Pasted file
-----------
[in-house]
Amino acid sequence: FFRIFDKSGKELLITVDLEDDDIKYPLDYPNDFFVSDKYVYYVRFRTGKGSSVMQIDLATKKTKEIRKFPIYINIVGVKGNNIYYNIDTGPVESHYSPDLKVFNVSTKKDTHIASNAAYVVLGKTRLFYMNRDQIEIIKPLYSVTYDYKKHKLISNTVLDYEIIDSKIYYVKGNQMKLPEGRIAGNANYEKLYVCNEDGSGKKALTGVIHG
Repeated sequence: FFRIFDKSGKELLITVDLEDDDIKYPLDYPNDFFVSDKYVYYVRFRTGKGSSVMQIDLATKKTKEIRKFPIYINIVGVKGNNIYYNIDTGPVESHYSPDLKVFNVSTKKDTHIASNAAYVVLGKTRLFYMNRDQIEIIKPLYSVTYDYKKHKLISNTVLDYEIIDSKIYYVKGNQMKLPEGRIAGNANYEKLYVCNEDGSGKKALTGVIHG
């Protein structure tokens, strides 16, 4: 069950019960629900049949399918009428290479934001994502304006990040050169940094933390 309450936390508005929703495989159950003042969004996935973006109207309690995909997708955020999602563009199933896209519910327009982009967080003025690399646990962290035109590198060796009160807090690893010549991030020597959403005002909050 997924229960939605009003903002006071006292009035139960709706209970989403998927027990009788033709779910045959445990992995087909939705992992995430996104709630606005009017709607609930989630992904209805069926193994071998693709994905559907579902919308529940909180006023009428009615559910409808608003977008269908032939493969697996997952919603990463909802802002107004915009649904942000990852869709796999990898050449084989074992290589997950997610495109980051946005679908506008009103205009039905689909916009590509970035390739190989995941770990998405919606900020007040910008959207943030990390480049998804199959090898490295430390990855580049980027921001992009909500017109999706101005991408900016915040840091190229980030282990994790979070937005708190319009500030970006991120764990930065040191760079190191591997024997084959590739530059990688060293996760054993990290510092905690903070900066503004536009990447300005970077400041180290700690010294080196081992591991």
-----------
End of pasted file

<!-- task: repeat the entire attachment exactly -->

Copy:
[in-house]
Amino acid sequence: FFRIFDKSGKELLITVDLEDDDIKYPLDYPNDFFVSDKYVYYVRFRTGKGSSVMQIDLATKKTKEIRKFPIYINIVGVKGNNIYYNIDTGPVESHYSPDLKVFNVSTKKDTHIASNAAYVVLGKTRLFYMNRDQIEIIKPLYSVTYDYKKHKLISNTVLDYEIIDSKIYYVKGNQMKLPEGRIAGNANYEKLYVCNEDGSGKKALTGVIHG
Repeated sequence: FFRIFDKSGKELLITVDLEDDDIKYPLDYPNDFFVSDKYVYYVRFRTGKGSSVMQIDLATKKTKEIRKFPIYINIVGVKGNNIYYNIDTGPVESHYSPDLKVFNVSTKKDTHIASNAAYVVLGKTRLFYMNRDQIEIIKPLYSVTYDYKKHKLISNTVLDYEIIDSKIYYVKGNQMKLPEGRIAGNANYEKLYVCNEDGSGKKALTGVIHG
């Protein structure tokens, strides 16, 4: 069950019960629900049949399918009428290479934001994502304006990040050169940094933390 309450936390508005929703495989159950003042969004996935973006109207309690995909997708955020999602563009199933896209519910327009982009967080003025690399646990962290035109590198060796009160807090690893010549991030020597959403005002909050 997924229960939605009003903002006071006292009035139960709706209970989403998927027990009788033709779910045959445990992995087909939705992992995430996104709630606005009017709607609930989630992904209805069926193994071998693709994905559907579902919308529940909180006023009428009615559910409808608003977008269908032939493969697996997952919603990463909802802002107004915009649904942000990852869709796999990898050449084989074992290589997950997610495109980051946005679908506008009103205009039905689909916009590509970035390739190989995941770990998405919606900020007040910008959207943030990390480049998804199959090898490295430390990855580049980027921001992009909500017109999706101005991408900016915040840091190229980030282990994790979070937005708190319009500030970006991120764990930065040191760079190191591997024997084959590739530059990688060293996760054993990290510092905690903070900066503004536009990447300005970077400041180290700690010294080196081992591991």